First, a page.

Marketing is no exception. Marketing and advertising have always intersected with the racial issues of the time, from Pepsi’s niche marketing strategy to Tibor Kalman’s famous use of visual diversity in the United Colors of Benetton campaign. As demographics and cultural paradigms are constantly changing in America, we’re long overdue for a fresh conversation about multiculturalism and marketing. Optimizing your marketing strategy using a multicultural approach means new audiences, new customers, and new heights for your business.
The untapped potential of multiculturalism
Multiculturalism in marketing doesn’t get the respect and attention it deserves. All too often, multicultural marketing strategies are not given their own budgets—instead, marketing to diverse audiences is considered a tertiary factor in a general marketing strategy. Within market segmentation strategies, there is a big emphasis on demographics—black audiences, Latino audiences, Asian audiences, etc. These sweeping categories lack specificity. Instead of appealing to the unique Chinese cultural experiences in America, a lazy general marketing strategy would just run the same ad dubbed in Mandarin. This dumbing down of multiculturalism to small token gestures doesn’t give multiculturalism the credit it deserves, and more importantly, it has created a well of untapped potential for companies that are smart enough to engage earnestly with multiculturalism in America.
How to optimize your multicultural marketing approachSince multiculturalism hasn’t been effectively integrated into most marketing strategies, many companies wonder where to start. Luckily, savvy marketing professionals all over the world have made serious strides that combine research and technology.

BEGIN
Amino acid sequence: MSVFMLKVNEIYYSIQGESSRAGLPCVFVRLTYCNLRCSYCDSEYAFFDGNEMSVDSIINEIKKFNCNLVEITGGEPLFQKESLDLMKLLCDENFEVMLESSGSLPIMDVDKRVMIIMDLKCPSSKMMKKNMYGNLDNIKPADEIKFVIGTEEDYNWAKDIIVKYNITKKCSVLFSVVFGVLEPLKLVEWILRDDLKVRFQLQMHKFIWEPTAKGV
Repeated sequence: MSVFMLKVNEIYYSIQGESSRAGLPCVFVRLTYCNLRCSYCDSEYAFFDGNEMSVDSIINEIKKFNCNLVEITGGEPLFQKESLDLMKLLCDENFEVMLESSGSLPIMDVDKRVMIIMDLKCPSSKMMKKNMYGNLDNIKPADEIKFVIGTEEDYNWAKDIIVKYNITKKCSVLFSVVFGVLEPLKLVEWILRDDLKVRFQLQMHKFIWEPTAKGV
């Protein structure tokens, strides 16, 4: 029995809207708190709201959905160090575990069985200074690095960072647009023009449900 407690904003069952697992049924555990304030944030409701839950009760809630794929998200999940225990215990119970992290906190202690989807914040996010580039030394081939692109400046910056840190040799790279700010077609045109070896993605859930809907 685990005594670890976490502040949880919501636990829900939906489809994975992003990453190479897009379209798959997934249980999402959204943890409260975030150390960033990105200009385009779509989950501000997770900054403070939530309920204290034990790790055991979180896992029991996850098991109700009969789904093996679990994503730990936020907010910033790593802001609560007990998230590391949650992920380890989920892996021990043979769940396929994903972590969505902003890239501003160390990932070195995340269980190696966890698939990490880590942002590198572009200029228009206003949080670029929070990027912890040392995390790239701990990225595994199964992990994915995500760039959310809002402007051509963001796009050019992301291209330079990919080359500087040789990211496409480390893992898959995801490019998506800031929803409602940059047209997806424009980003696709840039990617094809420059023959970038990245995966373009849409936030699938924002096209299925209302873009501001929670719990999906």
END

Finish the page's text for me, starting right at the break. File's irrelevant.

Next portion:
Social media can be a huge boon to your multicultural marketing approach. By using analytics tools offered by Google and Facebook, you can look at your brand message, see how it’s resonating with different communities, and test and refine accordingly. It’s important to note that social media habits vary according to race. For instance, as Jeremy Bradley writes for Chron, black Americans have a greater presence on Twitter compared to other social media platforms. So, if you’re looking to see how your message could resonate with young tech-savvy black Americans, a robust Twitter campaign could be hugely important.
There’s also no substitute for real-world research. In order to truly create an effective multicultural marketing strategy, demographics data and analytics simply won’t cut it. Go out and meet people who are members of your target community. Conduct surveys, host events, and start recruiting in diverse neighborhoods. By going the extra mile, you’ll start to understand your multicultural audience on a personal level—their needs, expectations, interests, and experiences—which will lead to a much more nuanced strategy.